the importation of certain of the proaufts of the 
foreign iilands, is hurtful to the growers of the 
fame commodities in Jamaica. All this is 
admitted; but, on the other hand, confidering 
the revenues and commerce of the empire at 
large, as obje&s of fuperior concern to local in- • 
tereib^ it cannot be denied, that the woollen 



BOOK and cotton manufaflories of Great Britain are of 
II. too great importance not to be fupplied with the 
valuable materials of indigo and cotton-wool, on 
the eafieft and cheapefl terms poffible. The 
quantities of thefe articles, as well as of woods 
for the dyer, imported in foreign bottoms into 
the free-ports, are very confiderable. This fub- 
je& was thoroughly inveftigated by the Britifh 
Houfe of Commons in 1774 (when tne z6k would 
have expired) ; and it being given in evidence 
that thirty thoufand people about Mancfaefter 
were employed in the velvet manufiiAory, for 
which the Su Domingo cotton was bed adapted; 
and that both French cotton and indigo had 
been imported from Jamaica at le^fi thirty per 
cent, cheaper than the fame could have been 
procured at through France*— the Houfe, difre- 
garding all colonial oppofition, came to a refolu-< 
tion, " that the continuanjoe of free-ports in 
*' Jamaica would be highly beneficial to the 
" trade and manufaftures of the khigdom." 
The aft was thereupon renewed, and has fince 
been made perpetual. 

But the main argument which was originally 
adduced in defence of the eftablifhment of 
free-ports in Jamaica, was founded on the 
idea that thofe ports would become the great 
mart for fupplying foreigners with negroes. It 
was faid, that in order to have negroes plenty in 
our own iflands, every encouragement muft be 
thrown out to the African merchant, to induce 
him to augment his importations, and that no 
encouragement was fo great as that of an oppor- 
tunity of felling part of them to foreigners for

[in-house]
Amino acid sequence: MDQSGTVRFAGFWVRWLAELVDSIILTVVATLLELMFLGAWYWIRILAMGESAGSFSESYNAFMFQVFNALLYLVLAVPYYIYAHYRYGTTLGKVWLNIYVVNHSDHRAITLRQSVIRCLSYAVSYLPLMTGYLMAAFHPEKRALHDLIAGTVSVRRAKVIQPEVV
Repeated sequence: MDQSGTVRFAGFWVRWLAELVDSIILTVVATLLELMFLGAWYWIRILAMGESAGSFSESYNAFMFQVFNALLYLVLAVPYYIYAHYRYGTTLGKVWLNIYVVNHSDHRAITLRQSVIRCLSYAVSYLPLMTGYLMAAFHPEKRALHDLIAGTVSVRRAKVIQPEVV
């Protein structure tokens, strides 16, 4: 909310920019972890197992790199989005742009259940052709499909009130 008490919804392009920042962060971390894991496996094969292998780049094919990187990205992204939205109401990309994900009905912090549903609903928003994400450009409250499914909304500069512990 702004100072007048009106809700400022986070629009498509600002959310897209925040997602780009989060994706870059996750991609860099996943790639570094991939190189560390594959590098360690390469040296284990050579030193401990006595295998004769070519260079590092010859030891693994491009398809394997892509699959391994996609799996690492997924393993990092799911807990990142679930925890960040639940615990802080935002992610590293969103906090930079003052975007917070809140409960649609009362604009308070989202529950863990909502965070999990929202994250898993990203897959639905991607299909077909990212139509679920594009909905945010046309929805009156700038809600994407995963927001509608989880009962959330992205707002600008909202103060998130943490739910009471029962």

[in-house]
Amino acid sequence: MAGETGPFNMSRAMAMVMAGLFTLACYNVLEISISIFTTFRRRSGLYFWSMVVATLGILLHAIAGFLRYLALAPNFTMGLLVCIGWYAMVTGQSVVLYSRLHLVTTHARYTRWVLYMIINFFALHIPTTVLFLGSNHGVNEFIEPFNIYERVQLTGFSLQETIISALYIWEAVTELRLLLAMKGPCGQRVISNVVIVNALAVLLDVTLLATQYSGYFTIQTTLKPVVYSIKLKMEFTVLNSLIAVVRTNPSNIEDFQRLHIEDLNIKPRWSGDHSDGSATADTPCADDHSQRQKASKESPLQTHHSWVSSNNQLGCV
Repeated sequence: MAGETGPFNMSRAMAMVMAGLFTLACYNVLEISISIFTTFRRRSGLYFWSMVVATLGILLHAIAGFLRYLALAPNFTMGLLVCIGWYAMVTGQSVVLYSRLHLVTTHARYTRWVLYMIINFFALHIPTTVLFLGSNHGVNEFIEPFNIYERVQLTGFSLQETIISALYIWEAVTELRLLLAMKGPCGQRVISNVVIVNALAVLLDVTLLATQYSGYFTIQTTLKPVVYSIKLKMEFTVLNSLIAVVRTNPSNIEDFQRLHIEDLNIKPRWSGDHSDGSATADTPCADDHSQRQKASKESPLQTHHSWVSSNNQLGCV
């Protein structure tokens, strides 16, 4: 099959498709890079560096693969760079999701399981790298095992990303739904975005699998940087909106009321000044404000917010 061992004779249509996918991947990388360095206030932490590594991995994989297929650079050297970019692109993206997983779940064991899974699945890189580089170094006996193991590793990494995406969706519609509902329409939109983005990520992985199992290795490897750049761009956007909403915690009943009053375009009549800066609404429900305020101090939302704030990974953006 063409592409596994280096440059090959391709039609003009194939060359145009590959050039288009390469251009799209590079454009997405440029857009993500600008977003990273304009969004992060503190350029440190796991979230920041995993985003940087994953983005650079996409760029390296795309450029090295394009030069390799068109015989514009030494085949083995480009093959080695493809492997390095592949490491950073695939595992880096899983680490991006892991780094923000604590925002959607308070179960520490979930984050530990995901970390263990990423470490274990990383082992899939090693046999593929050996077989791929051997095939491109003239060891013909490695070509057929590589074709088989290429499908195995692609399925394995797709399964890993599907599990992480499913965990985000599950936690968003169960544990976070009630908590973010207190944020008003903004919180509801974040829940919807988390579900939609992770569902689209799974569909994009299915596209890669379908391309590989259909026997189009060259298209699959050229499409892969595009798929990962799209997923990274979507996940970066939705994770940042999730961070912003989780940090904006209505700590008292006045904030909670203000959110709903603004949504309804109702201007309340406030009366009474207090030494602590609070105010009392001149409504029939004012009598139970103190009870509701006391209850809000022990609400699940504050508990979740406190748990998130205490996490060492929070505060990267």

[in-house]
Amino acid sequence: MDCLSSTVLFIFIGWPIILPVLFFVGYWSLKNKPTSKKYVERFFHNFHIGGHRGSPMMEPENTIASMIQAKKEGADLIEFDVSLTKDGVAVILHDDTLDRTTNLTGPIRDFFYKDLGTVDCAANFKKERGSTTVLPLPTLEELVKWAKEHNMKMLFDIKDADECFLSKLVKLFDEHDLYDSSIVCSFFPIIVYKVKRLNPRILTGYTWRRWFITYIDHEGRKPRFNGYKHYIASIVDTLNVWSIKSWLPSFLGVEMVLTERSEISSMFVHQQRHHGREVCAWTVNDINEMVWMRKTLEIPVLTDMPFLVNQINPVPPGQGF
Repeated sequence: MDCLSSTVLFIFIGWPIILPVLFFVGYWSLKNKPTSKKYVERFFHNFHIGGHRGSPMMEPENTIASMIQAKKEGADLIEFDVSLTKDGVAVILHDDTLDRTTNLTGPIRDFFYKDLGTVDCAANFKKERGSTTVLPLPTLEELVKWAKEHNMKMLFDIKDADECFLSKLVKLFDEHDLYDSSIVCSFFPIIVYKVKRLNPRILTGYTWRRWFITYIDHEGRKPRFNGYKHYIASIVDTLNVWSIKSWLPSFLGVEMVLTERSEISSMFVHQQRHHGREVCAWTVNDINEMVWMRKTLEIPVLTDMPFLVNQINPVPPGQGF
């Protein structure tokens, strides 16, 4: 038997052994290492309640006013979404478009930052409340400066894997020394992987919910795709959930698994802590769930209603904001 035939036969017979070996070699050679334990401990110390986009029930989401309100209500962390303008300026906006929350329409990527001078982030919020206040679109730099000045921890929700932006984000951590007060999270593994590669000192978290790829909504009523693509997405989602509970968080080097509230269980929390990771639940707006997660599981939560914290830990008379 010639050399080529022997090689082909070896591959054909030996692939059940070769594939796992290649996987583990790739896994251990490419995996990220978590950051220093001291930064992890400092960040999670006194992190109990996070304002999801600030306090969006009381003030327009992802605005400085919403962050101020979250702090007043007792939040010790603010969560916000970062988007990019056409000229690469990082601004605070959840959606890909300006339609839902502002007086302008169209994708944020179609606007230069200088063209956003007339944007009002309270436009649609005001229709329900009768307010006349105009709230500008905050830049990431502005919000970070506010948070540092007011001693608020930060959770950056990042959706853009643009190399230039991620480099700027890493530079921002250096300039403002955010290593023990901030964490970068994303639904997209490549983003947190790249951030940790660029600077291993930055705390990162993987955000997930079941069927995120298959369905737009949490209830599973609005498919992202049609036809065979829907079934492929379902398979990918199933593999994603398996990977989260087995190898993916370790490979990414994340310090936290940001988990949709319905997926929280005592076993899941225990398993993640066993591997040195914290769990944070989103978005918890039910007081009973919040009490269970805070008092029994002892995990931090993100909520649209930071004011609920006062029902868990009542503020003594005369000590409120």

ready money ; a temptation, it was urged, which 
would be, as it heretofore had been, the means 
that a number would be imported fufficientboth 
for the planter's ufe and for the foreign demand ; 



and it was added, that at all events the French CHAP, 
would deal with us, if the Spaniards would not. ^• 

Whether it be a wife and politic meafure at^ 
any time to permit Britifh fubjedls to fupply 
foreigners with African labourers, is a queltion 
that may admit of difpute. I mean, at prefent 
to confine myfelf only to a recital of fads; and 
it is certain ihnX the very great demand for 
negroes in the Ceded Iflands, for fome years after 
the ad firft took place, afJTeded the Jamaica im- 
port in a high degree; and in 1773, a circum- 
dance occurred which was thought to render a 
renewal of the free-port law a meafure of indif- 
penfable neceffity. In that ^ear the Spanifti 
Afliento Company at Porto-Rico obtained per- 
miflionto remove their principal fadlory to the 
Havanna, and to purchafe ilaves in any of the 
neighbouring iflands, tranfporting them to their 
own fettlements in Spanifti vefTels. It was eafily 
forefeen, that Jamaica, from its vicinity to the 
chief cclonies in Spain, in which negroes were 
moft in demand, would engage a preference 
from the p^^rchafers ; wherefore, that encourage- 
ment might not be wanting, the Britifti parlia- 
ment not only renewed the free-port law, but 
alfo took off the duty of thirty fhillings fterling a